15. Glue and screw the gears to the maple holders
  16. Slide the machine screw with a washer into the large hole of maple holder. Slide a washer onto other end and fit a nut. The nut should tighten the washer up to the gear but leave just enough play so that the gear and maple holder turns freely on the machine screw. The nut can be locked in place with nutlock.
  17. Fit washers so that the holder gears line up with each other and with the motor gear.
  18. Slide the end of machine screw through the stand, slide a washer onto the other side and tighten on a nut. The nut should be locked in place with nutlock.
  19. The holders should have their gears enmeshed with the holding bolts orientated so that they won’t bump into each other as the turner rotates
  20. That’s it ready for action

NB : The maple rod holder component  should be turned on the lathe to a diameter where the fastening bolt will not bump against the adjacent maple rod holders as they all rotate. This should be worked out with the fastening bolt screwed in to the maple component to  a point where it just does not enter the hole in the maple ( the hole that will receive the rod) . Be careful to accommodate the motor size itself in planning the height of the stands and the location of the gears.

The device should be bolted together so that the parts that are attached are held firmly and the parts that are required to rotate are allowed to rotate freely but with minimal play.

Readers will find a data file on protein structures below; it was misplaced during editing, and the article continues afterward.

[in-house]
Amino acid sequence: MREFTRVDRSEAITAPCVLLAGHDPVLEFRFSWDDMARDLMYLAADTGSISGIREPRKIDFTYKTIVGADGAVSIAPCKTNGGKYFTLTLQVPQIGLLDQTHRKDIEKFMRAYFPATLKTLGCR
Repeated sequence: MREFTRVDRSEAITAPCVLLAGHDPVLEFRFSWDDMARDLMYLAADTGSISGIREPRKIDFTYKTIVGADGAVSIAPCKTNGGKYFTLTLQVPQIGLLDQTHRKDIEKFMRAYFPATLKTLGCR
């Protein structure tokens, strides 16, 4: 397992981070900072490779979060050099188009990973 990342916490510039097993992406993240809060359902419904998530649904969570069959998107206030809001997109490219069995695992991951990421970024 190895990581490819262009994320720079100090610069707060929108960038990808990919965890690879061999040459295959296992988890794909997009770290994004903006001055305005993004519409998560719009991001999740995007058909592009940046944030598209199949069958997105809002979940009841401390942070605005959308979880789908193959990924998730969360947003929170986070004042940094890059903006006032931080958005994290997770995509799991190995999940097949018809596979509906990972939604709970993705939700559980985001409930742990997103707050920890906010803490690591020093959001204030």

Hopefully the drawings provide  an adequate explanation.

OPERATION

When turning the rod sections  I first wrap the ferrules in layers of masking  tape to the approximate diameter of the hole in the maple before inserting them and tightening the holding bolts.

The stand that supports the other end of the rod sections must be moved to a point where all wraps on all sections are well clear of the felt lined cradles. The pit of the cradle itself should really be made a little deeper than shown here to avoid having a rod section attempt to climb out and escape from the cradle as it rotates. I currently prevent the possibility of this unacceptable behavior by wedging short  dowels into the cradle openings.